Paramedic identification of stroke : community validation of the Melbourne ambulance stroke screen

Bray, Janet E., Martin, Jenepher, Cooper, Greg, Barger, Bill, Bernard, Stephen and Bladin, Christopher 2005, Paramedic identification of stroke : community validation of the Melbourne ambulance stroke screen, Cerebrovascular diseases, vol. 20, no. 1, pp. 28-33.

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Title Paramedic identification of stroke : community validation of the Melbourne ambulance stroke screen
Author(s) Bray, Janet E.
Martin, Jenepher
Cooper, Greg
Barger, Bill
Bernard, Stephen
Bladin, Christopher
Journal name Cerebrovascular diseases
Volume number 20
Issue number 1
Start page 28
End page 33
Publisher S. Karger AG
Place of publication Basel, Switzerland
Publication date 2005-01
ISSN 1015-9770
1421-9786
Keyword(s) ambulance
stroke diagnosis
emergency medical services
stroke assessment tool
management of acute stroke
Summary Background: Paramedics require an effective prehospital tool to eliminate stroke mimics and to assist in the identification of suitable candidates for thrombolytic therapy. The Faster Access to Stroke Therapies study combined two validated stroke assessment tools (the Los Angeles Prehospital Stroke Screen, LAPSS, and the Cincinnati Prehospital Stroke Scale, CPSS) to form the Melbourne Ambulance Stroke Screen (MASS), and performed an in-field validation by Australian paramedics.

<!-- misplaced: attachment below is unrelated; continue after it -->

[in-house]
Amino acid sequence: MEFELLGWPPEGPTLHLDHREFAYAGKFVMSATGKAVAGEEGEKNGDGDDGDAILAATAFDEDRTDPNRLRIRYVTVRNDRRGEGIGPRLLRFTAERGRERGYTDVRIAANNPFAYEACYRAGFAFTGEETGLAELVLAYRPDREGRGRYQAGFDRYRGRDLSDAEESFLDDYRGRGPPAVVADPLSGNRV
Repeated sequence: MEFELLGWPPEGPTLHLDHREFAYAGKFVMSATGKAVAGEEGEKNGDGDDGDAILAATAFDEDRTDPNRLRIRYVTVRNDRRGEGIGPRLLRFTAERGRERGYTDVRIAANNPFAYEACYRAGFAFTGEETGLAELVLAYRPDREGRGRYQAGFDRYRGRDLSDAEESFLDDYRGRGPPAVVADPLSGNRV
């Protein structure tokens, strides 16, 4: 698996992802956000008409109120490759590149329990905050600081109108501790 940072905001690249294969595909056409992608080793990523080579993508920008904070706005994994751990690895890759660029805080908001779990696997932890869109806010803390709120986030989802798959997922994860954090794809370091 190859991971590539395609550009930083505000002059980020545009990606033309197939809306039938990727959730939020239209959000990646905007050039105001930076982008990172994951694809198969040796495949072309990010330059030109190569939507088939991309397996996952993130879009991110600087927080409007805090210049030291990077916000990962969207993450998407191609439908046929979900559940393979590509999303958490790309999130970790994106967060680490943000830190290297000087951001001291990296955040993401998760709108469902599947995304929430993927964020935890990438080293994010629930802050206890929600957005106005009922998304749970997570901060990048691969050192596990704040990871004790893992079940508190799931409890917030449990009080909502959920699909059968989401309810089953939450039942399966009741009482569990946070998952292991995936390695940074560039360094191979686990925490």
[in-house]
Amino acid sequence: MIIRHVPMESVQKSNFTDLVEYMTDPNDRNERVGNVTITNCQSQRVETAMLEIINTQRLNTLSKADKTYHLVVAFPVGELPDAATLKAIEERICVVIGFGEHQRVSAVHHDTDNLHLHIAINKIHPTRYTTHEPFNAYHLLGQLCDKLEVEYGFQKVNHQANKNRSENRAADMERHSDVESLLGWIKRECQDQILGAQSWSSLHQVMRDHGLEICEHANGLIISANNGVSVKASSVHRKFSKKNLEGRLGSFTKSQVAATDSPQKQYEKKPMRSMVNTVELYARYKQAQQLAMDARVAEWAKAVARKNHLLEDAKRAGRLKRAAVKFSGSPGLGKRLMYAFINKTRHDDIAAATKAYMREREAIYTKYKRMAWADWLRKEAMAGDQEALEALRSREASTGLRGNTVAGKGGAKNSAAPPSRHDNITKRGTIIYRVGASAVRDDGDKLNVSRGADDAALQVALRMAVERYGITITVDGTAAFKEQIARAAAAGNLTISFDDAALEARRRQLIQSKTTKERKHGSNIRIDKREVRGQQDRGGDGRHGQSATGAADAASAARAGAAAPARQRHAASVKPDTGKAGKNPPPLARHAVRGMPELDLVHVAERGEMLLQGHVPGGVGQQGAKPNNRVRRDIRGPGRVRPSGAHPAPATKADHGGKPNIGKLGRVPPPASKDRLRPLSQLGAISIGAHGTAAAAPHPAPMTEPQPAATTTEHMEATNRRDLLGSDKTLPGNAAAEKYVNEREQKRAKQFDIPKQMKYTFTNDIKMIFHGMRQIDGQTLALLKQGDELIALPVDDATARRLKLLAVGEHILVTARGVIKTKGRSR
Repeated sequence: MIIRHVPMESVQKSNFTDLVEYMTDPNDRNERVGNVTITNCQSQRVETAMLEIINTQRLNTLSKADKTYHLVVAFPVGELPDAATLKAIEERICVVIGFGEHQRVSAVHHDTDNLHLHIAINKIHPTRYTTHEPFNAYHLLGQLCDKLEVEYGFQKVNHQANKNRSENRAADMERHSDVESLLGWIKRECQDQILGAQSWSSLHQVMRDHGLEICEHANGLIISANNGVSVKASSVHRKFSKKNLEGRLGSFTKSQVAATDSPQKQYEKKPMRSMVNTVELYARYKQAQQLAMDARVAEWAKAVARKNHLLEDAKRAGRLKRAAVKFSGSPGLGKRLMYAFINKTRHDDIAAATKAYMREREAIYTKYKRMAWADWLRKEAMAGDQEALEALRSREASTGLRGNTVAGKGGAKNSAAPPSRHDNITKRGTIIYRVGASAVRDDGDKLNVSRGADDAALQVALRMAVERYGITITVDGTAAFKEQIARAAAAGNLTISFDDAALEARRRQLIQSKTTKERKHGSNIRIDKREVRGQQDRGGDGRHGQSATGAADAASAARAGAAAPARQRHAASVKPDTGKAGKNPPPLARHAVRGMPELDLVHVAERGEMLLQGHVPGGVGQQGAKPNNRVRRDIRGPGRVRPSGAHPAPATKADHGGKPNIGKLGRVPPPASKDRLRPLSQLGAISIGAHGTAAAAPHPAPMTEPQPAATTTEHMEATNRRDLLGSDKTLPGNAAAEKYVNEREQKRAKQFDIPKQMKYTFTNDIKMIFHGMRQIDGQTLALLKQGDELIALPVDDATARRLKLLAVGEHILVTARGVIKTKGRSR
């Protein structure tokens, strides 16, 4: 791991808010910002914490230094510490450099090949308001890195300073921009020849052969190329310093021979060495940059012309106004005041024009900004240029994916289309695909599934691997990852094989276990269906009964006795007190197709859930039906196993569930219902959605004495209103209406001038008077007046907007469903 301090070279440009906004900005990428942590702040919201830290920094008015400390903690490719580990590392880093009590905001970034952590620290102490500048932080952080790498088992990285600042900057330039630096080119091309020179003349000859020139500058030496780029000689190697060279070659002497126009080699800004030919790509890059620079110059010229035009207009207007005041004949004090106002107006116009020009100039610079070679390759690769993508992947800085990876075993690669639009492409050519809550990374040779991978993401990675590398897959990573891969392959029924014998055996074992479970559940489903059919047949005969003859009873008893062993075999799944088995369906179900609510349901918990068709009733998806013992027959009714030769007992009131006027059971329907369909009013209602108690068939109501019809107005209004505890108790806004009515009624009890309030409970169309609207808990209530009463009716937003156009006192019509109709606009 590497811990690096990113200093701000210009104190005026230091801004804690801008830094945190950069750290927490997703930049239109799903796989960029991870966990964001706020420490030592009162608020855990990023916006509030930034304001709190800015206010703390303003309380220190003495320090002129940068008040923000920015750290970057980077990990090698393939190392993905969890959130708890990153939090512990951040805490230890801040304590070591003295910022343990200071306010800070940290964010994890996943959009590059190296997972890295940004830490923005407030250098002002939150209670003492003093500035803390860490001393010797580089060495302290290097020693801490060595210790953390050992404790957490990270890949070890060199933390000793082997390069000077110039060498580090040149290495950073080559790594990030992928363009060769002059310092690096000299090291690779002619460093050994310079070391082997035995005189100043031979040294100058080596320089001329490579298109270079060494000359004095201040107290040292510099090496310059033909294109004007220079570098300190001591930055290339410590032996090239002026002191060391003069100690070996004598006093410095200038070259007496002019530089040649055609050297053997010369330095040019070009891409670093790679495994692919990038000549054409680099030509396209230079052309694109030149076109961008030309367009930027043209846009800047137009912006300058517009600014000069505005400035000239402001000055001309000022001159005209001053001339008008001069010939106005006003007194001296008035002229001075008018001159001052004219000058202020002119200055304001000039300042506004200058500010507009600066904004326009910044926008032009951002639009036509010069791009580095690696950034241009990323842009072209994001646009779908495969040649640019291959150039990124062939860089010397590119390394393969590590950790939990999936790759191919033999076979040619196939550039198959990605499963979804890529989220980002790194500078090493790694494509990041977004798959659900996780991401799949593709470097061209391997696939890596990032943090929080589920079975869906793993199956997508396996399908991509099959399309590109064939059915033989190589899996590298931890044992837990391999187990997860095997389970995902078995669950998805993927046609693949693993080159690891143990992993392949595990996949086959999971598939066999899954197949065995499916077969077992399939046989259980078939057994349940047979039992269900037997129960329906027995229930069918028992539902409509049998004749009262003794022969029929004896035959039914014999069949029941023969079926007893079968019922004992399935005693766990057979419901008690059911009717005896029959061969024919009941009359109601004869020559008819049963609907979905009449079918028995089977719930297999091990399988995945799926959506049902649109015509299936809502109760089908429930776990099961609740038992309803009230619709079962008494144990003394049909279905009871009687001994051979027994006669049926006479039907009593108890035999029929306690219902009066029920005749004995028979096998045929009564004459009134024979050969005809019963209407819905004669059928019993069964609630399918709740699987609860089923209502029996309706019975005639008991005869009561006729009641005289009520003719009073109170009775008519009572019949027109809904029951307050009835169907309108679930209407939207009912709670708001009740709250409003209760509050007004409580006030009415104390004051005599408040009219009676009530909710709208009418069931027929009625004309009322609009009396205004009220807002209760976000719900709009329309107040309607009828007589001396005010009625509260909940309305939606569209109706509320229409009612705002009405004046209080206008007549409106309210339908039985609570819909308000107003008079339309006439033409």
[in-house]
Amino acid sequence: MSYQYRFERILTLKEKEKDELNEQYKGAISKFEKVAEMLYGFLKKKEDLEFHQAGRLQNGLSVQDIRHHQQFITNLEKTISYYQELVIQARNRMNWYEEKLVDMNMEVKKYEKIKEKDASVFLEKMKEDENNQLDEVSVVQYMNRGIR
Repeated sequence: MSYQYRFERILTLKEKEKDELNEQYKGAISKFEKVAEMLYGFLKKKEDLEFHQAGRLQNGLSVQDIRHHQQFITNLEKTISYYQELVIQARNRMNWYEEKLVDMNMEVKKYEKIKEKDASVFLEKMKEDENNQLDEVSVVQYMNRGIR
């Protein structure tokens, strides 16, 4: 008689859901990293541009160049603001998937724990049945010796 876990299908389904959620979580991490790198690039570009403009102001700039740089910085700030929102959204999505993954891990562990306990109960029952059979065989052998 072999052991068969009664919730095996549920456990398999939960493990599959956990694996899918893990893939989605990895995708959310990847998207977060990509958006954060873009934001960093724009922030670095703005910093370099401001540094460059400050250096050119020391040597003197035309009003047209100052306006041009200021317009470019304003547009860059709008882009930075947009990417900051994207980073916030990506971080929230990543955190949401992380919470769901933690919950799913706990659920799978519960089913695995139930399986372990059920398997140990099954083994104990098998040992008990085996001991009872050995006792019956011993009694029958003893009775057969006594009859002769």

Methods
: Over a 12-month period, 18 paramedics participated in the Faster Access to Stroke Therapies study and prospectively collected data contained in the MASS on all stroke dispatches, and for other patients with a focal neurological deficit. Sensitivity and specificity analysis of the LAPSS, CPSS and MASS was calculated and equivalence analysis performed.

Results
: Paramedics completed 100 MASS assessments for 73 (73%) stroke/transient ischemic attack patients and 27 (27%) stroke mimics. The sensitivity of the MASS (90%, 95% CI: 81-96%) showed statistical equivalence to the sensitivity of the CPSS (95%, p = 0.45) and superiority to the LAPSS (78%, p = 0.008). The specificity of the MASS (74%, 95% CI: 53-88%) was equivalent to that of the LAPSS (85%, p = 0.25) and superior to the CPSS (54%, p = 0.007). All patients misidentified by the MASS (7 strokes, 7 mimics) were ineligible for thrombolytic therapy.

Conclusion
: The MASS is simple to use, with accurate prehospital identification of stroke. It distinguishes stroke mimics, with good recognition of suitable patients for thrombolytic therapy.
Language eng
Field of Research 111099 Nursing not elsewhere classified
HERDC Research category C1.1 Refereed article in a scholarly journal
Copyright notice ©2005, S. Karger AG
Persistent URL http://hdl.handle.net/10536/DRO/DU:30022495

Document type: Journal Article
Collection: School of Nursing and Midwifery
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